Diving out in cold waters without appropriate protective gear will literarily shake you to your bones. If you are daring enough you can enjoy a few minutes in cold waters without a dry suit but can only stay submerged for so long before the risk of hypothermia becomes too great – to swim for extended periods while remaining dry and warm in relatively frigid waters you need to get a proper drysuit. Although a bit pricier wetsuits, drysuits are well worth the investment, are easy to use, and provide superior comfort and protection during your diving sessions.
Best Dry Suits
Here, we have put together a list of the best drysuits on the market that will keep you in top form even in the most extreme diving conditions while maintaining great value for the cost.
The X-Mission drysuit is an impeccable choice for both beginners and pro divers alike. Manufactured with high-quality materials, this drysuit offers flexibility and a light, streamlined construction that is ideal even for the most extreme cave divers. At 3.4kg, the suit is easily portable within its travel-friendly pack.
- High-grade, water-resistant nylon trilaminate material.
- Very lightweight and offers top-notch performance.
- Designed to meet cave diving standards.
The Amp drysuit from Stohlquist comes equipped with an exclusive Twin Sensor technology that features a 4-layer fabric that is fully waterproof, breathable, and sturdy. The neck and wrist gaskets fit better with soft, neoprene-coated latex material that is resistant to sunlight and tear. Overall, this drysuit offers excellent comfort and protection.
- Sock-attached foot option, universal fit.
- Equipped with 4-layer Twin-Sensor dry-wear fabric.
- Cordura-reinforced seat and articulated armored knees.
Staying warm while diving in cold waters is important, and this will never be an issue with the NEOTEK 8/7/6mm drysuit. It is expertly constructed with weather-and compression-resistant neoprene material and an inner ThermaSkin lining exclusive to the brand for increased warmth. The double-glued seams also create a tight barrier to keep water intrusion in check.
- Double-taped seams for added protection against water.
- Made with compression and wear-resistant neoprene.
- Inner ThermaSkin lining for extra thermal protection.
Serious divers need a drysuit that can withstand rigorous use while providing excellent performance out in the open waters. SEAC’s high-density 4mm neoprene suit offers that and more with a sturdy outer lining, nylon interior, and metal zippers. The pockets are bellowed and Cordura-strengthened to keep necessary accessories.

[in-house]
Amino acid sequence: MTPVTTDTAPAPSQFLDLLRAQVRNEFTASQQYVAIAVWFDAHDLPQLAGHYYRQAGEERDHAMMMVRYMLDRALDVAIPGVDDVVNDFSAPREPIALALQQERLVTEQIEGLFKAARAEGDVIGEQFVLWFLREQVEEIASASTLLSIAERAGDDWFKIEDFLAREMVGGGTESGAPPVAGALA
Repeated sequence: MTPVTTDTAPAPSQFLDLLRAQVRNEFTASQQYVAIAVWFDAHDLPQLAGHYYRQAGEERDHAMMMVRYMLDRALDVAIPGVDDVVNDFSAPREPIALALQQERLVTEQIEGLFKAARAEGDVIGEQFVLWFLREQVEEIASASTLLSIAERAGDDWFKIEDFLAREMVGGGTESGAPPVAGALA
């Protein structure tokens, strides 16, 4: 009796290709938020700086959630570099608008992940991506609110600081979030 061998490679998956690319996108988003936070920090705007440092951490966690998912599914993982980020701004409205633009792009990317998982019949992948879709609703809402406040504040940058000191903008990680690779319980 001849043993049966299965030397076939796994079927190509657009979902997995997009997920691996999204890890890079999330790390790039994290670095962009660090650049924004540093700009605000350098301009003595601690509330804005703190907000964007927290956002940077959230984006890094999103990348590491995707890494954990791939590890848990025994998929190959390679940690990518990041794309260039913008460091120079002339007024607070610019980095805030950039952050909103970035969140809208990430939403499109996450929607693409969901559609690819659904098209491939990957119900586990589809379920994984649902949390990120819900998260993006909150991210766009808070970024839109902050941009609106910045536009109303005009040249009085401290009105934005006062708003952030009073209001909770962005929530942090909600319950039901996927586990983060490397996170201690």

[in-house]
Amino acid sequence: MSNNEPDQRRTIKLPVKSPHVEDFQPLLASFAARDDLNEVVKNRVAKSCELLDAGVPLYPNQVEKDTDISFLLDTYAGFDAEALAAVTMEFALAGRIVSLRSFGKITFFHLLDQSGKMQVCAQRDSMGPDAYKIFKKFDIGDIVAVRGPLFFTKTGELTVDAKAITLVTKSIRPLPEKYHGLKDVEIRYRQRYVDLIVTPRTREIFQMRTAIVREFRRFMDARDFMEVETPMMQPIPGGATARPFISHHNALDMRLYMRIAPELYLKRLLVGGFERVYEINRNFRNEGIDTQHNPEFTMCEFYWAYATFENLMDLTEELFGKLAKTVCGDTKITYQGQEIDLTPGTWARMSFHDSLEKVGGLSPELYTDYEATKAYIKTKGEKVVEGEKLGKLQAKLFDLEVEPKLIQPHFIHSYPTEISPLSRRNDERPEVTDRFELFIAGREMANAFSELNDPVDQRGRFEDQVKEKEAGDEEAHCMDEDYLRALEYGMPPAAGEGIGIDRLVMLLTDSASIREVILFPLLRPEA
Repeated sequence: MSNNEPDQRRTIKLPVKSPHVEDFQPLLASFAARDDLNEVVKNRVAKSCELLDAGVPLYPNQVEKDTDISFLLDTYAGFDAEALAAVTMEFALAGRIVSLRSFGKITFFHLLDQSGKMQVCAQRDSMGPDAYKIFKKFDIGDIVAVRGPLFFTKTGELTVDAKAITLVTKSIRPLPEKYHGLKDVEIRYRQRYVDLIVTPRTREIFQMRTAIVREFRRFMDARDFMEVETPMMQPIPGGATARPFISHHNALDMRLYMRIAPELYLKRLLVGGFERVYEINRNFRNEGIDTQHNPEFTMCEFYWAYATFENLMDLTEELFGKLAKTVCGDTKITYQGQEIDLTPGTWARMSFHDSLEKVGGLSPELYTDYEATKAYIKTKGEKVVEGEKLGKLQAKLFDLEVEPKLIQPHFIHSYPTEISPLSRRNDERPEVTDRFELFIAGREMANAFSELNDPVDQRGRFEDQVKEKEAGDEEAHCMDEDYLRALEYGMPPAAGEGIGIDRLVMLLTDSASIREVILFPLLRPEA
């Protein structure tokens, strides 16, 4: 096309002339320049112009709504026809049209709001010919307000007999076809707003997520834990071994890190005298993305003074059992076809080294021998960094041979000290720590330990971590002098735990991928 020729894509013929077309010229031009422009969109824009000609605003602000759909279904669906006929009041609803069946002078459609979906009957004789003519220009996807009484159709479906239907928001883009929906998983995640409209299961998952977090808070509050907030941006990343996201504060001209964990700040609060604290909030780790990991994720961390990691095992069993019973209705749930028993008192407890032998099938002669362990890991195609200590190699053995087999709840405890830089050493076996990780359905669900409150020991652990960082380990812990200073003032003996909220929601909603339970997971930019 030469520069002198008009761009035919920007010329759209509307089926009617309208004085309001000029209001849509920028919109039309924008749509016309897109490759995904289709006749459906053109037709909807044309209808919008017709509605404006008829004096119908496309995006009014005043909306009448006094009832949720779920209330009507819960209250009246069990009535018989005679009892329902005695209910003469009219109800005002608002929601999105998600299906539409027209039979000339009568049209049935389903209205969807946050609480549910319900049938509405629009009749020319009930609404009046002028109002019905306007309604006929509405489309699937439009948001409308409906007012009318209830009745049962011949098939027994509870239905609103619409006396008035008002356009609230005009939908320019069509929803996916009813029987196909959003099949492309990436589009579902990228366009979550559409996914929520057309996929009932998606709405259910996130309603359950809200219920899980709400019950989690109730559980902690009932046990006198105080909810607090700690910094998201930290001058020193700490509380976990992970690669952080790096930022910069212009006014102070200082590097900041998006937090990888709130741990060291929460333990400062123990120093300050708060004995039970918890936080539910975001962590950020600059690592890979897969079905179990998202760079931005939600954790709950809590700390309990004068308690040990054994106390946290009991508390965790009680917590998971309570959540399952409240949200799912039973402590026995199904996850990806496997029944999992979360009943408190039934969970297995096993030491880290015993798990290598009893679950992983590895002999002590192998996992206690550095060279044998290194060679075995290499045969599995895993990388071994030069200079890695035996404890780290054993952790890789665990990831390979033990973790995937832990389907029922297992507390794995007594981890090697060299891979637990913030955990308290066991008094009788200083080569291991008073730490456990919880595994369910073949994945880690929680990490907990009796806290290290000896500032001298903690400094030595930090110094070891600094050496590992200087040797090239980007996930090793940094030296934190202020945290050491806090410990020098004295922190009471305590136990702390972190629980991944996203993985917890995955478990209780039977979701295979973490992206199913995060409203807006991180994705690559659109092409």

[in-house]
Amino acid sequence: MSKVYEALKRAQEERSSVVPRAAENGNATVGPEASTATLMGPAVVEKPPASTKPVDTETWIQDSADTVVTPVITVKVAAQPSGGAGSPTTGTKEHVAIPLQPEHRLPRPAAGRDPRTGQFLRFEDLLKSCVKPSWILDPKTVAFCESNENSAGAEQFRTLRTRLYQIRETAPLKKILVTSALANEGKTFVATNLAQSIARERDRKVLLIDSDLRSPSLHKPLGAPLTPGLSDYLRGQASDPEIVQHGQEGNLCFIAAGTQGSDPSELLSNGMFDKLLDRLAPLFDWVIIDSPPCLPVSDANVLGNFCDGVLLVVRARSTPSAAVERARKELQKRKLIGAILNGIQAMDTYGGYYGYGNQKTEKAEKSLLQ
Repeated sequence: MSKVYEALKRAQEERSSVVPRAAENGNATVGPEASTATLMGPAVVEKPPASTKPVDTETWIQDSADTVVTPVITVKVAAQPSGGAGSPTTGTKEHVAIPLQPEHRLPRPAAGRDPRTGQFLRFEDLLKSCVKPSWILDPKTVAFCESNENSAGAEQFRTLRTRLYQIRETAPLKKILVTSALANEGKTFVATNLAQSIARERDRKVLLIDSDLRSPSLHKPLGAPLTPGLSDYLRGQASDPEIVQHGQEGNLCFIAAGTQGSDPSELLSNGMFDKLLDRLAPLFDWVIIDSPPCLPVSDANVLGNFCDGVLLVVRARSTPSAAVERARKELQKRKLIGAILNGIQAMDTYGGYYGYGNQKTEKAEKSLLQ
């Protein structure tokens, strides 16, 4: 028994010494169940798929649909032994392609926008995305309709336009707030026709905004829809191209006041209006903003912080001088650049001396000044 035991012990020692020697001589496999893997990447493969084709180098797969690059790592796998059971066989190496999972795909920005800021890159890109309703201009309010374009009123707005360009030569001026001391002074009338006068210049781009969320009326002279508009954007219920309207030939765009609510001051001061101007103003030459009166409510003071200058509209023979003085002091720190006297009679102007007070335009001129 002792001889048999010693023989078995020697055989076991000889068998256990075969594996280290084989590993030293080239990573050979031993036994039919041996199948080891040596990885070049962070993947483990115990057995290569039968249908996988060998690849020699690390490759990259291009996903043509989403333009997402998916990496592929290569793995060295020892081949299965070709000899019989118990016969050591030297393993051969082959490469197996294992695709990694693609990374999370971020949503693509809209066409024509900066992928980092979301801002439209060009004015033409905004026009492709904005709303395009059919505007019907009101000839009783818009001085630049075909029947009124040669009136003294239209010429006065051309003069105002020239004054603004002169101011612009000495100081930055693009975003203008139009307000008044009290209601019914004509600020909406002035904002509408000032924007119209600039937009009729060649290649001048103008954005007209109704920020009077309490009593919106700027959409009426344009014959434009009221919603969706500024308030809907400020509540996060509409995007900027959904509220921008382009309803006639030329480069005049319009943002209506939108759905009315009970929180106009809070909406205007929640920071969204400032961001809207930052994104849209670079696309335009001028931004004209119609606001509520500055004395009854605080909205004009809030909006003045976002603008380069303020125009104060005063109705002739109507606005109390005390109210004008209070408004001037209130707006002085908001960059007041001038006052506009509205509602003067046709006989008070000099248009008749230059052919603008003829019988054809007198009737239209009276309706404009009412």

- Made with hardcore and professional divers in mind.
- Bellowed Cordura pockets to store gear.
- Fortified with high-density neoprene material.
O’Neill’s Neoprene Drysuit is another great option as it combines functionality, warmth, and flexibility into one. The back-dry zipper, sealed seams, and neoprene neck and cuffs keep water out while its loose upper fitting gives room for extra layers of clothing for extra warmth.
- 100% waterproof neoprene rubber.
- Loose upper fitting and a tight, snug lower fit.
- 3mm Fluid Flex foaming.
Dry Suits Buying Guide
Trying out a dry suit for the first or hundredth time ought to be fun, provided that all is in perfect working condition. Nothing beats that feeling of seamlessly floating through the water in a comfy, warm shell evenly around the body. Wetsuits are cheaper, but they need to be replaced quite frequently. Drysuits, on the other hand, are a long-term commitment, like buying a house. Nobody wants to sink a considerable sum of money into a purchase only to be disappointed. For this reason, we have compiled a list of useful tips to consider to save you the stress of heavy research and analysis before making a suitable choice.
Drysuits come in primarily two variants namely; Laminated/Membrane and Neoprene drysuits. Laminated drysuits can be bilaminate or trilaminate. They are thinner, allowing room for thermal clothing underneath, and they cannot provide warmth alone. Neoprene suits are similar to wetsuits in terms of feel. They are thick and more tight-fitting, and also provide some form of thermal protection without the use of garments underneath.
Seals are critical components of a dry suit since they determine dryness and comfortability. Too tight, and they irritate the skin or even cut off the blood supply. Too loose, and moisture floods into the suit, hence ruining the fun. Most drysuits use neoprene, latex, or silicone seals, with neoprene being the thickest and most durable of the lot, but prone to stretching over time. Latex seals offer more flexibility and perfect fitting but can get torn more easily. Silicone seals are the newest addition to seal types and provide the best fitting. They are also more invulnerable to ripping than latex but wear out faster.
Drysuits feature two distinct foot options you can choose from depending on the topography you’re exploring. The boot and the sock footing. Boot-attached drysuits are great for shore diving and traversing rocky landscapes, while the sock-attached ones are easier to wear for lengthier periods but offer limited protection. Boots can be worn over these and removed as needed.